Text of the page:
Dec 27 2013 - 3:35 pm

Chess will outlast eSports, says world's greatest chess master

On a trip to the World Youth Mindsports Fair in Seoul, South Korea, one of the greatest chess grandmasters of all time weighed in on this new-fangled thing we call eSports
Patrick Howell O'Neill
Dot Esports

On a trip to the World Youth Mindsports Fair in Seoul, South Korea, one of the greatest chess grandmasters of all time weighed in on this new-fangled thing we call eSports.

It was fitting that Seoul provoked eSports pontifications from Garry Kasparov. Even there—a city known as the Mecca of eSports—Kasparov sees a day when Chess and Go surpass current eSports stalwarts League of Legends and StarCraft.

In fact, he sees a time limit on League’s popularity. If that sounds crazy, consider that StarCraft: Brood War once attracted hundreds of thousands of people to fill arenas. Now, the game has faded.

Did better “slightly better graphics” kill Brood War? There’s an argument to be made that StarCraft 2, which admittedly has way more polygons on screen, killed Brood War. If that’s the case, a multimillion dollar marketing machine from Blizzard killed the original king of eSports and graphics were only a small part of that death.

Barring an unlikely popular sequel to chess, that’s something the game of kings never has to worry about.

What will kill League of Legends?

Any eSports die-hard getting offended really ought to try chess. It’s a beautiful game. Even if your eSport of choice has beauty too, it’s hard to deny the awesome power of a game that’s attracted competitors for a millenium.

But Kasparov isn’t being disrespectful toward eSports or even other board games.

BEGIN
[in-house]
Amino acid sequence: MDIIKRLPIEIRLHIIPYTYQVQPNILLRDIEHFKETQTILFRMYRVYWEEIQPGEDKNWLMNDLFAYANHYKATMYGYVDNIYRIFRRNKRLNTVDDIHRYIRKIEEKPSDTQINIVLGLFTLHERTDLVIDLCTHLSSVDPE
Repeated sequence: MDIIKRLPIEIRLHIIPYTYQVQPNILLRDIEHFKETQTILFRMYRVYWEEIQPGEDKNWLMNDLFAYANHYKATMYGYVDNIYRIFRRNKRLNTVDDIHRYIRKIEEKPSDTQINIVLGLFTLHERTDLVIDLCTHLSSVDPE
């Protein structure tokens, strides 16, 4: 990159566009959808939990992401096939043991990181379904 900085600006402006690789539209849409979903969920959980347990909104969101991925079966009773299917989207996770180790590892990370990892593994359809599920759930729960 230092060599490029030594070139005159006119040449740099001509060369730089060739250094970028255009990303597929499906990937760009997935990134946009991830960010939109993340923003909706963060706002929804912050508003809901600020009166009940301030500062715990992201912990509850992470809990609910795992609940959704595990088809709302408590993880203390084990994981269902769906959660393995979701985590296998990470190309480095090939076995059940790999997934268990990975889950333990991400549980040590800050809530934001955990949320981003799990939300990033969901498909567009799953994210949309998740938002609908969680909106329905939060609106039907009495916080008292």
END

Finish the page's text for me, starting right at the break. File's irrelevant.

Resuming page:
Kasparov doesn't have anything gainst games per se. He’s credited as a designer on Kasparov Chessmate. In fact, he’s looking into a new one now.

If you need more proof that Kasparov isn’t ignorant of the world of eSports, remember that he recognized and met Manuel “Grubby” Schenkhuizen years ago in an airport when Schenkhuizen was the greatest Warcraft 3 player in the world.  The two talked games as the cameras rolled. Kasparov’s recognition of Grubby was likely aided by the fact that Kasparov’s son is a Warcraft “expert" (according to Kasparov himself), among many other video games.

After the tweets, Kasparov engaged in a friendly back and forth with his followers.

As eSports matures, it will be interesting to see what happens as great minds from games like chess weigh in on the new competitive frontier. In the meantime, Kasparov will keep learning.

Yes, Koreans are the best. That’s eSports lesson #1, Garry.

Photo via AceKindred/Flickr

Jan 18 2017 - 10:32 pm

OpTic, Cloud9 join line-up for IEM Katowice

With only half of the CS:GO teams in place, the event is already looking stacked.
Sam Nordmark
Writer at @dotesports
Photo via Fragbite

Less than two weeks after the first Valve Major of the year, some of the strongest teams in Counter-Strike: Global Offensive will be making their way to Katowice for a shot at yet another impressive $250,000 prize pool.

North American elite squads OpTic Gaming and Cloud9 will be joining the previously invited teams at IEM Katowice from March 1-5, ESL announced today. The two North American teams will make an already-stacked event all the more competitive, as reigning Valve Major champions SK Gaming—alongside Ninjas in Pyjamas, Astralis, and Virtus Pro—have already been invited to attend.